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1914 Detroit Electric Model 47


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Just received this neat 1914 Detroit Electric model 47.  Naturally...it is a mess.  Was hopeful that someone has references to a proper restoration sequence; and wiring and perhaps a bit of guidance.   Is there any drawings out there ?  Any wiring diagrams ?  Anything ?   Thank you for all input.  Ken

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Great find! You'll probably discover that electrics are quite a bit easier to get into operational condition than most old cars. I'm especially fascinated by the tires on your car--can you tell us more about those? These were opulent little cars that were still designed for a wealthy clientele and they tended to be very well built. It's probably still more closely linked to a horse-drawn carriage than an automobile in terms of construction.

 

I have a friend who is a professional restorer who owns a Detroit Electric of this vintage. If you PM me privately I'll get you his name and perhaps you can pick his brain a bit. He has owned his Detroit Electric for decades and it is in spectacular restored condition.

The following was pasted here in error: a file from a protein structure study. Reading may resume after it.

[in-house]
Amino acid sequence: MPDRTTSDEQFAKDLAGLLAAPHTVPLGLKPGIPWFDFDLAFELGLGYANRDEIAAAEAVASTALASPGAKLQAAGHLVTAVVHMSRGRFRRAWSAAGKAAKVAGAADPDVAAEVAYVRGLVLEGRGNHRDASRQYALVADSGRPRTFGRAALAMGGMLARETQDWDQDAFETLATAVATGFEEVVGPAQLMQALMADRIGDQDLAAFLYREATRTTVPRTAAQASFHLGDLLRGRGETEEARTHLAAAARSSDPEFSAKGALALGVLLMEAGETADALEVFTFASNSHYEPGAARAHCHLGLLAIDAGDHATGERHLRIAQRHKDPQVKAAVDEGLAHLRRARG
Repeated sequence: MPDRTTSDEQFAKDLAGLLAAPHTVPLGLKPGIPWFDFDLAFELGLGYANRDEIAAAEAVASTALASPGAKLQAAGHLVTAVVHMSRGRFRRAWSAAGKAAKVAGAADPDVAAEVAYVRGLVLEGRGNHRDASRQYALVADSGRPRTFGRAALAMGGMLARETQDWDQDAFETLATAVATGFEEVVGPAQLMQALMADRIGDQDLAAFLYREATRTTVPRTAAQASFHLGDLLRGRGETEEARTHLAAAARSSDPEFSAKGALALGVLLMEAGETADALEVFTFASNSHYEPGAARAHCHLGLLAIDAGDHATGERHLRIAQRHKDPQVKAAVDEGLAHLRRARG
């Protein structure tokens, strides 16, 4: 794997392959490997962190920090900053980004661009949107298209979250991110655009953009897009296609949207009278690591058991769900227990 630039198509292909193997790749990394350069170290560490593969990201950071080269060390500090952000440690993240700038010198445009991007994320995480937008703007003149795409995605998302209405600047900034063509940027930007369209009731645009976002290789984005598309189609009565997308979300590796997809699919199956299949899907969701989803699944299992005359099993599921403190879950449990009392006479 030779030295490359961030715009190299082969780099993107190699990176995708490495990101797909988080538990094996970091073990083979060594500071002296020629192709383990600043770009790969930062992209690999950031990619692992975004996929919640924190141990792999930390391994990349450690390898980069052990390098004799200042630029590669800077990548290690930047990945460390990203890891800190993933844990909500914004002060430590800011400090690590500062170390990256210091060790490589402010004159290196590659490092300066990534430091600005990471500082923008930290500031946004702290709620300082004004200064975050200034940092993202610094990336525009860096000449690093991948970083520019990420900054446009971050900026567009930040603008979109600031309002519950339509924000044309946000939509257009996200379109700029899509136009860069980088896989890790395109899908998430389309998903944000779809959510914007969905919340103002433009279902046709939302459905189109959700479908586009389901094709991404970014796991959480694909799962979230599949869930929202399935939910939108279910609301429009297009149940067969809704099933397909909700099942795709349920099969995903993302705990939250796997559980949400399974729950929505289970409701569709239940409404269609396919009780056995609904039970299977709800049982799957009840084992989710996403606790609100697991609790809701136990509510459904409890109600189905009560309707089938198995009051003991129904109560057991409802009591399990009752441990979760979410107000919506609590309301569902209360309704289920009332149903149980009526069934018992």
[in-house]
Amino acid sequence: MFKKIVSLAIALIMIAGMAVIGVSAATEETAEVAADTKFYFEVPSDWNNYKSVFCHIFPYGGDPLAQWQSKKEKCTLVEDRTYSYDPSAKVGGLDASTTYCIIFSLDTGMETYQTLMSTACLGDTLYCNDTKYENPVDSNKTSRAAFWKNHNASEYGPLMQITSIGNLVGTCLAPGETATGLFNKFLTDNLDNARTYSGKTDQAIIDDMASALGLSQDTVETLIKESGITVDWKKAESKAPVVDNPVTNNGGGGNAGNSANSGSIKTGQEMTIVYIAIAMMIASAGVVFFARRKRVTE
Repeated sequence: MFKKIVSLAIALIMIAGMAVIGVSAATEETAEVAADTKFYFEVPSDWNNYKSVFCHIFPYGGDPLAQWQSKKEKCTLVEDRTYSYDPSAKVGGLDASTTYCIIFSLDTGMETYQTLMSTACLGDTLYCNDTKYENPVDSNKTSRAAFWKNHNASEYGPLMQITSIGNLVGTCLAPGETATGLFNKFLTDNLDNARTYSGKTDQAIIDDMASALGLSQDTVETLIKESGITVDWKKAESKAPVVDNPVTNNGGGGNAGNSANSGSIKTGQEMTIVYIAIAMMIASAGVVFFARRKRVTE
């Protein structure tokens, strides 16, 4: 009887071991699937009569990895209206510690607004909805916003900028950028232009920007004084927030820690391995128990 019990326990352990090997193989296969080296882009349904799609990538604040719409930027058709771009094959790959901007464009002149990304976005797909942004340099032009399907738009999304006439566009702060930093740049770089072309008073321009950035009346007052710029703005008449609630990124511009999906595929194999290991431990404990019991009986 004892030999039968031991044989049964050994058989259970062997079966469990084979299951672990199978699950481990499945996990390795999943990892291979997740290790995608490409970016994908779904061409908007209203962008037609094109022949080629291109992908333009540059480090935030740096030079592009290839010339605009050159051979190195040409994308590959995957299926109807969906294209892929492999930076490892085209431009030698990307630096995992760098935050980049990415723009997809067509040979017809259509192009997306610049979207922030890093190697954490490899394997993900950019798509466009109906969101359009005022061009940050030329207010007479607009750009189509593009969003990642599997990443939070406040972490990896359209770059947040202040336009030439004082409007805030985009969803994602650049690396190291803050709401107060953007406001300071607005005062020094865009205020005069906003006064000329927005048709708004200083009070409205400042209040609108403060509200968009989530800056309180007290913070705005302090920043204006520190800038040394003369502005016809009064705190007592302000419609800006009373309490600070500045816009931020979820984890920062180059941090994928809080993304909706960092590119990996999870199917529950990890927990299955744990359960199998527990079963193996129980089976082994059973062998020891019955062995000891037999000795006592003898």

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Thank you for the nice comments....I fell in love with this little car the minute we met.

Tires...all I know is...that they were shown also in advertisements.   I also would appreciate knowing more.

All I know is...marketed more to the ladies...Clara Ford and Edison's wife had one.  See ad for interest.DetroitADemail.jpg.db3baab56084863b01f49f948f900710.jpg

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Very nice car, and a lucky find!   Here are a few thoughts off the top of my head.

 

I am currently restoring a 1917/32 Detroit Electric.  I have found some useful documents at electricvehiclemuseum dot org.   They have quite an archive of original Detroit material online, but a little cumbersome to sort through.  I will check in my own collection of documents to see whether I have anything as early as 1914.

 

As far as restoration sequence, it depends on what you want to achieve.  For a full restoration, I recommend removing the body from the frame, as it will give you full access to all the chassis components, as well as the motor, controller, and power cabling.  One of my Detroit owner's manuals actual outlines the procedure for removing body from the frame.  If you plan to re-do the interior, then the next step is to remove all of the old upholstery, as it will enable you to fully inspect all of the wood structure for rot, cracks, etc.   Be very careful with the curved glass panels, as they are very costly to replace.  From there, is straightforward paint and body work, then re-upholstery.